Twice as many law enforcement agencies believe that right-wing terror is a larger and more deadly threat than Islamic terror. In the decade following 9/11, Islamist terrorists planned an average of 6 attacks per year, with 20 successful attacks in a decade resulting in 50 deaths. Yet right-wing terrorists averaged 334 attacks per year, resulting in 254 deaths. [Source: US Military Academy Combating Terrorism Center report, 2012]

                We have to stand up and say "enough is enough". We have to go after the Cliven Bundys who flaunt Federal law with armed resistance. We have to, as a nation, step up and denounce in the strongest terms when willfully deceptive operatives try to insinuate that our nation's first black President was born in Kenya, doesn't share "American values", holds picnics with fried chicken and watermelons, or is "Rapper-in-Chief" all for the dog-whistle value to GOP constituents. We need to retire judges like the one initially assigned to the Dylan Roof case who sympathize with racism, as well as religious zealots who cannot effectively perform their duties because of their religious prejudices; let them find jobs that do not offend their sense of morality or bigotry. We need to admit that some school textbooks did (and I believe some still do) taught flawed values; we need to say it publicly and loudly, and it needs to come from the mouths of the politicians who helped to keep those books in use.

                We have to admit that the Confederate flag is a symbol of slavery – of a rebellion against the order of the country, and of the rebellion against Civil Rights that came 100 years later. It doesn't represent Southern pride – it represents continued belief that the South was right to fight against black equality. How many British flags do we see flying over the graves of those who fought as Tories during the Revolution? Let's find some way to honor the Confederate dead that doesn't conjure what it was that they fought for, only that they fought for what they thought was right (or necessary) at the time.

                • Andrew Carnegie says:

                  PR,  Roof bought the gun.

                  The early story was it was given to him as a birthday present.  The later story was he was given money for his birthday and he bought the gun.

                  • Then someone didn't put his name in to the background check system as they should have – probably because some South Carolina "pro-gun" law limits what the state adds to the national database. But last I heard, his uncle still said that his father bought it.

                  • Okay – reading up on what I assume is a newer story that doesn't come from the uncle. Roof's gun purchase was, according to the article, legal; he only faced a misdemeanor for his drug charge.

                    • Which, of course, brings us back to my Step 2 – let's start countering the hate and driving it away. You'd think we could spend a few dollars on it even – the moreso as nationwide law enforcement considers right-wing terrorism to be a greater threat than Islamic terrorism.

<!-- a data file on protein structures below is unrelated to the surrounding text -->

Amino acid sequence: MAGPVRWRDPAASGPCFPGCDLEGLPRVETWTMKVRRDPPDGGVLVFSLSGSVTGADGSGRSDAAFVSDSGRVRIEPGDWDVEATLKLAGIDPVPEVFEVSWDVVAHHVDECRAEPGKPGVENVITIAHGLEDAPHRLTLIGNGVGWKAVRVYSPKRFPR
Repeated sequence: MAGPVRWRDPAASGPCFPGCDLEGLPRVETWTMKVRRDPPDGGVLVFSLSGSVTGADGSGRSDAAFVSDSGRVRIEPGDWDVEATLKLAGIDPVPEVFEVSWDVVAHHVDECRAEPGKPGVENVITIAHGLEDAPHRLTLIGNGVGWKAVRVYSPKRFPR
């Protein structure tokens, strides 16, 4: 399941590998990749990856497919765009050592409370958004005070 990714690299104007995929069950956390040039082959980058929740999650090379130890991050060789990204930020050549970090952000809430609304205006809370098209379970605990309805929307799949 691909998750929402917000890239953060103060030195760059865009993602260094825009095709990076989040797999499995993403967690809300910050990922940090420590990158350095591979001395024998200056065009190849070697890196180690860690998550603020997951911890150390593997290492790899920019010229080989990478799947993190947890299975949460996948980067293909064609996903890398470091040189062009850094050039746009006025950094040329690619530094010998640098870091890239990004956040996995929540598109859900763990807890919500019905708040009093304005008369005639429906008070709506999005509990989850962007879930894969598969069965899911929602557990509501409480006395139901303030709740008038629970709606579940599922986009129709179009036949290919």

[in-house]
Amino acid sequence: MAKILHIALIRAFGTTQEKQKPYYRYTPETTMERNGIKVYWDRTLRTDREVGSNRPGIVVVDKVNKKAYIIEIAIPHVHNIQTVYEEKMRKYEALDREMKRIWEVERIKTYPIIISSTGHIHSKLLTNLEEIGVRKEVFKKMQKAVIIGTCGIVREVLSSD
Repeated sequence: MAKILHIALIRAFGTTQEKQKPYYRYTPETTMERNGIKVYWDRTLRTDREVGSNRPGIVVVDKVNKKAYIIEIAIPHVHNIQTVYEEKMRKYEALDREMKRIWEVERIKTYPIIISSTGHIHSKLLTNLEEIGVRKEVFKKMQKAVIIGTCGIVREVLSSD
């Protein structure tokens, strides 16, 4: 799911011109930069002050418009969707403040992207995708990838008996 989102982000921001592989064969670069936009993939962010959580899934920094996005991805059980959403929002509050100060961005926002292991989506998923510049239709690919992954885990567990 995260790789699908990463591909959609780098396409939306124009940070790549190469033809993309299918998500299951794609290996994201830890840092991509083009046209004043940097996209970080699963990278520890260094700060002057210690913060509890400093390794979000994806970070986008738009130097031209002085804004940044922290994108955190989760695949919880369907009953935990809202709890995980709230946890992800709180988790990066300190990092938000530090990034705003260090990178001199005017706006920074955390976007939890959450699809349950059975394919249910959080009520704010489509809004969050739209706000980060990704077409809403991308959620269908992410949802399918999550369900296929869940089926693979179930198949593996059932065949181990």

• Davie says:

                AC — There you go again with the silly "We can't prevent all gun violence, so it's pointless to try to prevent any gun violence" nonsensical argument.

                A good place to start is to follow the tried and true "sin tax" approach.  Place a significant graduated tax on ammunition, accessories, and guns based on caliber, capacity or killing power, just as we have done with another lethal product responsible for thousands of deaths annually — cigarettes.

                And repeal "get out of jail free" legislation that insulates gun manufacturers from civil suits and criminal charges.

                Cigarette use has plummeted over the last several decades saving literally millions of lives and billions in dollars.

                The potential for saving lives and avoiding billions of dollars in losses if we simply applied the same tactic on guns would be equally effective.

                AC, you can shut your eyes, plug your ears and sing "lalalalalalala" all you want, but that is the solution you refuse to accept.

  4. Anyone here hoping that Dyan Roof is getting an extensive news feed while he awaits trial? SC talking of taking down the Confederate Battle Flag, politicians distancing themselves from racists, Walmart won't sell the stars and bars any more…

  5. doremi says:

    Since we're having so much discussion about Ken Buck, I would like to remind you that Rep. Buck is so into people being armed, that he endeavors to rearm felons (got amendment to house approp bill to that effect).  Check out this op-ed to see why this gun-lobby ass-kissing is so very bad for all the rest of us:

  6. DaftPunk says:

    All well and good.  How many white supremacists' whose followers have yet to kill a church full of black folk donations sit in their campaign coffers unmolested?

  7. slavdude says:

    Yeah, if Buck wants to restore felons’ rights to purchase firearms, how does he feel about restoring their other rights, such as the right to vote?